Starbucks Employees Take First Step Towards Unionization | Ohio News | Cincinnati

Click to enlarge

Photo: courtesy of the Starbucks media site

Employees at a Starbucks store in downtown Cleveland have asked the National Labor Relations Board (NLRB) for a union representation election.

Employees at a Starbucks store in downtown Cleveland have asked the National Labor Relations Board (NLRB) for a union representation election. The Cleveland Starbucks is reportedly the first Ohio store to unionize and follows similar efforts in locations across the country, including Boston, Buffalo, Chicago, Seattle and elsewhere.

In a letter to Starbucks CEO Kevin Johnson sent Monday morning, employees at the W. Sixth store said that while they were at the forefront of the customer service industry during the pandemic, they were not. are not felt sufficiently taken care of. With insufficient guidelines and safety measures, disillusionment and burnout are now commonplace.

Starbucks workers are euphemized as “partners” in company lingo, but workers say during the pandemic they felt more like “cogs of a machine.”

“We see unionization as the best way to achieve a true partnership, beyond the mere title of ‘partner’,” the letter read. “Through this union, we are committed to achieving our goals of improving our own work life, establishing fairness and equality within our store and the company, and doing our part to help. move the business forward. By adhering to these principles, Starbucks can prove that it is a partner with us in this commitment. ”

Cara Rovella, 22, is a barista and barista trainer at W. Sixth in Cleveland. She started working for the popular coffee chain in July of this year. She told our sister the diary Cleveland scene that she signed a union authorization card, with the overwhelming majority of her colleagues, for several reasons.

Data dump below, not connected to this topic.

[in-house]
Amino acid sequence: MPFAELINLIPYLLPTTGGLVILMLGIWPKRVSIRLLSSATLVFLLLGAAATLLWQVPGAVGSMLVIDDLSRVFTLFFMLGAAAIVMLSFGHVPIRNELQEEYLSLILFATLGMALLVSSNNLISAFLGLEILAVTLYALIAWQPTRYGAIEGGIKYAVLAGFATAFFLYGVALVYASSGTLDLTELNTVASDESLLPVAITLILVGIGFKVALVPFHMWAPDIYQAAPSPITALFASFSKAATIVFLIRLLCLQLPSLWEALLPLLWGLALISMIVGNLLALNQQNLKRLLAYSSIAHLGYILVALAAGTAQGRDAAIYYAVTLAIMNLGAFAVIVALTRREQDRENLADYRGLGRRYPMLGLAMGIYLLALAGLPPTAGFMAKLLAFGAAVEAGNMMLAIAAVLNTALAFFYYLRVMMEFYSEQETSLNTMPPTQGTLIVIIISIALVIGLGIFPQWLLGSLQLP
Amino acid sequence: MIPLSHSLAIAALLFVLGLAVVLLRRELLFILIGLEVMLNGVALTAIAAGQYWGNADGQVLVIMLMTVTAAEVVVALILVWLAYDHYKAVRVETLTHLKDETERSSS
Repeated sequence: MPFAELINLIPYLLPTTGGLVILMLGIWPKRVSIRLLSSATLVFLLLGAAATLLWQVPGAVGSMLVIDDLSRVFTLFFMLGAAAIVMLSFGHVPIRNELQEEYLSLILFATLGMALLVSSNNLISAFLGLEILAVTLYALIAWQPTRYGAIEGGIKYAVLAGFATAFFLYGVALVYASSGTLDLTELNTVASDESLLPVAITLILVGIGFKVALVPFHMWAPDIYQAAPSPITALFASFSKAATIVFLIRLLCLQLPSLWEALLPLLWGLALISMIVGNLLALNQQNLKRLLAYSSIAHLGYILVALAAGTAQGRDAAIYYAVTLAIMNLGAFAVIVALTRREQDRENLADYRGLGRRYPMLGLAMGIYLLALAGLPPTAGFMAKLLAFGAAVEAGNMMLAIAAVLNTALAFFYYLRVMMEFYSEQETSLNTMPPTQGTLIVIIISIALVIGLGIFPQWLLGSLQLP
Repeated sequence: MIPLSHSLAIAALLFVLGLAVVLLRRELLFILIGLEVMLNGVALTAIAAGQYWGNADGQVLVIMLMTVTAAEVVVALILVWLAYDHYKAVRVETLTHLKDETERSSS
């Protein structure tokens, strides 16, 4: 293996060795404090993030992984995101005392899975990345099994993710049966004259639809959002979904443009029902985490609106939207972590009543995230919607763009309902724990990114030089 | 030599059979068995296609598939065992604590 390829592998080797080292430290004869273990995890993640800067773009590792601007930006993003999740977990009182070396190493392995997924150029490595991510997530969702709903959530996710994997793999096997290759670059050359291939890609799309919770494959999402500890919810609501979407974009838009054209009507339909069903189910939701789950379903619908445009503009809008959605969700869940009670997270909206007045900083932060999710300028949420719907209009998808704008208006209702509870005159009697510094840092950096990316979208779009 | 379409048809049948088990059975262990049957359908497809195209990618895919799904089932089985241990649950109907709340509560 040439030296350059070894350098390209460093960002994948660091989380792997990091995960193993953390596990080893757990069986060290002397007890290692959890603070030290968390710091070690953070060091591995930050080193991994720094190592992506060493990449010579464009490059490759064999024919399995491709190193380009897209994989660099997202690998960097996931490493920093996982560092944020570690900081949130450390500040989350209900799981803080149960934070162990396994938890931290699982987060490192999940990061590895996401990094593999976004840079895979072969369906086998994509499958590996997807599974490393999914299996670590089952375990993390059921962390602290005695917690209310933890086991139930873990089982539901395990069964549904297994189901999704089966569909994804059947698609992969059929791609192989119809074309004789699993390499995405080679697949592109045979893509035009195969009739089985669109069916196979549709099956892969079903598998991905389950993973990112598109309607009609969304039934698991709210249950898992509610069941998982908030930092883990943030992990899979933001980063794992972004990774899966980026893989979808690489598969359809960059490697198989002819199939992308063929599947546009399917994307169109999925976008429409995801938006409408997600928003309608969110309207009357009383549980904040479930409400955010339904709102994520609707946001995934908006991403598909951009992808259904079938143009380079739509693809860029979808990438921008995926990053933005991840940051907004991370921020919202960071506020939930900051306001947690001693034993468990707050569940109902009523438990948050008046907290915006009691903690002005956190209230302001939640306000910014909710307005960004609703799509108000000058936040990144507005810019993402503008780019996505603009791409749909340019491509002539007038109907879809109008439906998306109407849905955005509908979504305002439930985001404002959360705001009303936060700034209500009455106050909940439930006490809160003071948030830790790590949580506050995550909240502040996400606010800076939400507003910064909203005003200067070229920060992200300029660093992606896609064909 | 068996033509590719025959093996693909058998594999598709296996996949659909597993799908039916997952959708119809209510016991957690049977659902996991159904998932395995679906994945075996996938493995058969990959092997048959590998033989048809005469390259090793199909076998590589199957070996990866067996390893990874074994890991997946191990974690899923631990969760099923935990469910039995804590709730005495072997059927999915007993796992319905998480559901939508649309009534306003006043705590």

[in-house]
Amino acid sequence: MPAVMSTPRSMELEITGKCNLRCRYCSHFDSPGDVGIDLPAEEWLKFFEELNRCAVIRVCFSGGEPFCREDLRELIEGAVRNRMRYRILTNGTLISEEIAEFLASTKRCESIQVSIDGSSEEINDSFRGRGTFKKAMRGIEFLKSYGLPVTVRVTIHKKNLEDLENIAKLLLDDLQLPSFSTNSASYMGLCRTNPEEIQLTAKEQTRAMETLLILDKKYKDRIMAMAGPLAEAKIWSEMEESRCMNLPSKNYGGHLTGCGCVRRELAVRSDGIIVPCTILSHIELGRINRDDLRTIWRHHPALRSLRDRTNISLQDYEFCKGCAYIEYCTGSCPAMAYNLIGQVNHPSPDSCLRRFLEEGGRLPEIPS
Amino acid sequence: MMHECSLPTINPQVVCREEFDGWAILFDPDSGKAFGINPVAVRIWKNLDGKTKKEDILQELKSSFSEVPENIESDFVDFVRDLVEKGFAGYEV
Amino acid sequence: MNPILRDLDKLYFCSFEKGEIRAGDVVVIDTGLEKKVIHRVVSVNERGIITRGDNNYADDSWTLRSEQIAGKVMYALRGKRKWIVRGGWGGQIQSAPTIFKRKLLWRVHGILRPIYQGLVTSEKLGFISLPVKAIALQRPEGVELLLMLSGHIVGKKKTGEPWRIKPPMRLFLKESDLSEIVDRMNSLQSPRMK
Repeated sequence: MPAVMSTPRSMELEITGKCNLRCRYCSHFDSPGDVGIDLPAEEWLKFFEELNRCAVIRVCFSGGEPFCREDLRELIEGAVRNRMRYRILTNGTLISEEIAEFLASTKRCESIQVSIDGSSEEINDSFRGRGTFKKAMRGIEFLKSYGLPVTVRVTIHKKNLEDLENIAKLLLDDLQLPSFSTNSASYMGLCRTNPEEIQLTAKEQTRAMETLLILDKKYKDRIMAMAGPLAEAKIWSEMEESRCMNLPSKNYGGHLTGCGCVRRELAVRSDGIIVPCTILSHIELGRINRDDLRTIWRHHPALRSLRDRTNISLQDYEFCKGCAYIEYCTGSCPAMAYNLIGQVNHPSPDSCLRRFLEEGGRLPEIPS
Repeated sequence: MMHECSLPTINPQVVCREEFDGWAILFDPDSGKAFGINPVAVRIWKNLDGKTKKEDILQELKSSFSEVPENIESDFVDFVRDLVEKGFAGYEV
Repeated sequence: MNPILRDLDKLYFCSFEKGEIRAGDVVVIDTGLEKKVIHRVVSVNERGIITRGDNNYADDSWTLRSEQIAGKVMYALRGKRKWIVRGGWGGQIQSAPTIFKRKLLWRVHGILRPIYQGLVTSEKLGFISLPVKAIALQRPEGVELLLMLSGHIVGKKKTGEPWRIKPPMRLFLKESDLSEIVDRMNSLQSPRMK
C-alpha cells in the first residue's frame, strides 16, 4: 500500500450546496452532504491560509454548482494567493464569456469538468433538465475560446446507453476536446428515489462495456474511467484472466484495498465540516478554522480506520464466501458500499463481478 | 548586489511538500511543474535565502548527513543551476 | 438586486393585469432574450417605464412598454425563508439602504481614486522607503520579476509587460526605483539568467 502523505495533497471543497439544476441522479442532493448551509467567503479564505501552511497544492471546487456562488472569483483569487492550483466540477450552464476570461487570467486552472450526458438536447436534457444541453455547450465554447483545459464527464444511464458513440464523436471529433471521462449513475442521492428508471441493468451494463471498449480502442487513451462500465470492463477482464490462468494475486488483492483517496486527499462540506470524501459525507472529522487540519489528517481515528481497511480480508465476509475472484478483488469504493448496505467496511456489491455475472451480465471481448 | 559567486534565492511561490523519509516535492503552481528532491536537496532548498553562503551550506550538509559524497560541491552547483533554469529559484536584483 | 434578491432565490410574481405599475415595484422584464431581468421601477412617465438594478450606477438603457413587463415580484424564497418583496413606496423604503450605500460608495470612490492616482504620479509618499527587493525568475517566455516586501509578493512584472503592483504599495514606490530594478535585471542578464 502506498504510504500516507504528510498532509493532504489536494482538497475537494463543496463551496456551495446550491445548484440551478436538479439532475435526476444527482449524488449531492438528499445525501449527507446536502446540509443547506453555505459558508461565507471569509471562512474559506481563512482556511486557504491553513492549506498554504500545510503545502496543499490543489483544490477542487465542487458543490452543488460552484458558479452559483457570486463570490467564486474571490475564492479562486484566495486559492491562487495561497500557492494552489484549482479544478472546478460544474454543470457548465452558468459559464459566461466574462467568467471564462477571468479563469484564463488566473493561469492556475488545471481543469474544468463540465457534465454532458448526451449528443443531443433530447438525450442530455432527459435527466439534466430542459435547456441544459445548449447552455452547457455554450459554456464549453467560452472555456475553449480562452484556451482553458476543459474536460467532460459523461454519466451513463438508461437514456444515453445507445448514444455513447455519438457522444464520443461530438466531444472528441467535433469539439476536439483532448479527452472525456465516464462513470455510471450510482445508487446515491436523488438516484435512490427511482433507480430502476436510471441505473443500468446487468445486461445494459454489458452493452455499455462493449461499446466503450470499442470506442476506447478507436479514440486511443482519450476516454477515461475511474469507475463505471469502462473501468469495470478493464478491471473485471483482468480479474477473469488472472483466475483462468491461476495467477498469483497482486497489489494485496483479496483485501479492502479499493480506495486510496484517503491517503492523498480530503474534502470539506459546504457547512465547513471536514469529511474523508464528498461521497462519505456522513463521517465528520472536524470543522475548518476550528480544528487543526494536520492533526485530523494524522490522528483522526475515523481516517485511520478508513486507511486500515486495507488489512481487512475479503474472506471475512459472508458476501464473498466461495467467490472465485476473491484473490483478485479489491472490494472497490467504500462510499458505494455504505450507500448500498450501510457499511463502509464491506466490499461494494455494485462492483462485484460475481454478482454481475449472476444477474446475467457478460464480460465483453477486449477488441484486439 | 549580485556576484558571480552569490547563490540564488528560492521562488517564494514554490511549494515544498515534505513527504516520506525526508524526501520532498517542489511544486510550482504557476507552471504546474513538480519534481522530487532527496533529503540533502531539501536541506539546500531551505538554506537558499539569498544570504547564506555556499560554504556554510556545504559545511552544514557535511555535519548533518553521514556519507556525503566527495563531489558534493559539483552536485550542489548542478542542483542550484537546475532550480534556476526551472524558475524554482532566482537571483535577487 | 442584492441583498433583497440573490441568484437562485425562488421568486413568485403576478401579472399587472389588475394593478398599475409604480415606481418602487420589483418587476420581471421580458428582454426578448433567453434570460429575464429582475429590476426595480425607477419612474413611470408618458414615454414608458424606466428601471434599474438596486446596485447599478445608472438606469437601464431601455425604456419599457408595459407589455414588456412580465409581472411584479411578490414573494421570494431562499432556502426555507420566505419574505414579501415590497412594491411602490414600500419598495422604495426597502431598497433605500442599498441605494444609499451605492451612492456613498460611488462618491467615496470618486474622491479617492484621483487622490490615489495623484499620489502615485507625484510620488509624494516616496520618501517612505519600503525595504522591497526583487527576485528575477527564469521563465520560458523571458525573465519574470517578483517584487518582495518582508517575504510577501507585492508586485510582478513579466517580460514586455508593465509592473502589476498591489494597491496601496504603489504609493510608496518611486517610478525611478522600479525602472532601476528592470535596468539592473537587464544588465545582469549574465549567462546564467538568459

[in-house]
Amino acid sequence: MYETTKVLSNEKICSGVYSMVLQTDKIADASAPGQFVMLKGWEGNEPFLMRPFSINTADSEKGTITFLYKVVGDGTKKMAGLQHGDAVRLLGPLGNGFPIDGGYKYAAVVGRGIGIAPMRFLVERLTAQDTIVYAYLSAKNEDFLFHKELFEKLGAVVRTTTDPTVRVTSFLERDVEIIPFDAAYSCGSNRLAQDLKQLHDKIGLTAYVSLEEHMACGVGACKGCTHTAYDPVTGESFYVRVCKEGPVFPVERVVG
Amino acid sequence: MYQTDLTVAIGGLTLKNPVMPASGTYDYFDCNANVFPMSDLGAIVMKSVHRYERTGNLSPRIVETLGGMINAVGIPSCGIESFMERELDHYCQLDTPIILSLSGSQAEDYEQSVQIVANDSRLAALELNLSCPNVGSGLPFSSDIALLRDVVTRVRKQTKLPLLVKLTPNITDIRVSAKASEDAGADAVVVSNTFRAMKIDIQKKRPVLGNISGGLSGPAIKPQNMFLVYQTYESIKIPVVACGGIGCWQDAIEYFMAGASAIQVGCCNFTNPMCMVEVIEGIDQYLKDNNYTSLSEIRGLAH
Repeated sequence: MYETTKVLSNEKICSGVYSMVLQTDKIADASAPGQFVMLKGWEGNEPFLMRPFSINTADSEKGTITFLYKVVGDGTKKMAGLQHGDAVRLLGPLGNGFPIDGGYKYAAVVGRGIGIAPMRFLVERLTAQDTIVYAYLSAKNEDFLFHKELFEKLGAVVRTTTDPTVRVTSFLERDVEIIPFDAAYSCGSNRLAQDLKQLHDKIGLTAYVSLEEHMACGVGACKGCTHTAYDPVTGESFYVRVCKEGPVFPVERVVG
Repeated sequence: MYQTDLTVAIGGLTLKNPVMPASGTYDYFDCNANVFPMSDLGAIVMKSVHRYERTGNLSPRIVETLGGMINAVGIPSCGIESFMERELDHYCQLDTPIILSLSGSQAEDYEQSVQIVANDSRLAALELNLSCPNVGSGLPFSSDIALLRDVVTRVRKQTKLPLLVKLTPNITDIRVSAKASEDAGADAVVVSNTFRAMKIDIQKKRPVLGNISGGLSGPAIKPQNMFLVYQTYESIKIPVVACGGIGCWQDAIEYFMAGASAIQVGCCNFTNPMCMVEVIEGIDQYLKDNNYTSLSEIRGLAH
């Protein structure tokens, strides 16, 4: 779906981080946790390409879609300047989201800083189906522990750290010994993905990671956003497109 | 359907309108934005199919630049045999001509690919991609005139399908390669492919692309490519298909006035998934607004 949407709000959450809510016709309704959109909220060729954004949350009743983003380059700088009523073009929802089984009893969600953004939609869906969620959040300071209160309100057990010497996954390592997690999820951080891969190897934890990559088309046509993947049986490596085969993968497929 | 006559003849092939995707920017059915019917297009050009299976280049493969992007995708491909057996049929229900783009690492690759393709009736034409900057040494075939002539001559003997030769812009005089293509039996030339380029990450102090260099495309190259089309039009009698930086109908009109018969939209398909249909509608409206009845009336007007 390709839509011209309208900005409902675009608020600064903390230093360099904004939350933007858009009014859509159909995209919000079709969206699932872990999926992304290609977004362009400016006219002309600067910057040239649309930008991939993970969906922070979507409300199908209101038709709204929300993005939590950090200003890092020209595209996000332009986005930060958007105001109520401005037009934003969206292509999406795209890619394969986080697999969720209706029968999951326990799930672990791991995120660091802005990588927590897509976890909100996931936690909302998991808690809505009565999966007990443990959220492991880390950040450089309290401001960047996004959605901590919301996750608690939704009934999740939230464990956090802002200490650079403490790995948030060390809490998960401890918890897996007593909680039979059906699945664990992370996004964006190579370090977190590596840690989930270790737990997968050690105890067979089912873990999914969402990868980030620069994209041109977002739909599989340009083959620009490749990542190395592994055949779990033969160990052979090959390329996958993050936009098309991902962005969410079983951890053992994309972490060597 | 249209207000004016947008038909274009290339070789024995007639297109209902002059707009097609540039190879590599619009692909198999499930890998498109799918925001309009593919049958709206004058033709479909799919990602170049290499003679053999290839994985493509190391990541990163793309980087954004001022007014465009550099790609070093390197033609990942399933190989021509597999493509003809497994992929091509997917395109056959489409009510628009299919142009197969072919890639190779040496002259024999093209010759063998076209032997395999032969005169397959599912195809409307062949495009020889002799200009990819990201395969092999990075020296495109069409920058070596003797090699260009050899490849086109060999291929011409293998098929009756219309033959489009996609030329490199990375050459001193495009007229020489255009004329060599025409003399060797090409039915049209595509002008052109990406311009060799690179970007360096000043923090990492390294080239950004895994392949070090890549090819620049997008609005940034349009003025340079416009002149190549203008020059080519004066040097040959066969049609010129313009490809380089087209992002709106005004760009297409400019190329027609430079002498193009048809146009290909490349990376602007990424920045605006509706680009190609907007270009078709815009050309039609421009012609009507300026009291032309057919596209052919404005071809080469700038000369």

“A lot of people say COVID is the number one reason,” she said, “because we feel disappointed with the security measures our company put in place during the pandemic. But I’m a personal barista trainer, and the training plan just doesn’t… enough time to really teach people how to be a barista. ”

Salaries are another reason, Rovella said – both base salary and increases for long-tenured employees.

“The crux of all of these issues is that we just want to have a voice,” said Rovella. “Decisions at Starbucks are made from the top down. We just have to do as they tell us. But we’re the ones on the ground, working with the public. And we don’t think it’s realistic or just that we don’t. ‘have no say in how things are done. ”

Rovella said the organizing process has evolved extremely quickly and local workers have been inspired by the organizing effort at the Buffalo location.

“It made us think that if Buffalo can do it maybe we can too,” she said. “Once these things started to happen, people started to see the possibilities for themselves.”

Rovella said she suspected Starbucks would not voluntarily endorse the union in Cleveland and that, if Buffalo was a guide, the company would work to delay the vote and lobby against the organizing effort by a certain number of means. But when the National Labor Relations Board holds the vote, a simple majority of the site’s 20 workers is all that will be needed to form the union.

“At the end of the day, we all love working for Starbucks and do it because we are dedicated to work and want to improve jobs,” Rovella said. “I hope this can set the stage for others in the area, and people start to think, ‘Hey, we don’t have to be treated unfairly. We can stand up for ourselves.'”

This story was originally published by CityBeat’s sister newspaper, Cleveland Scene.

Sign up for our weekly newsletters to get the latest news, things to do and places to eat straight to your inbox.

Follow us on Facebook, Twitter and Instagram.

Comments are closed.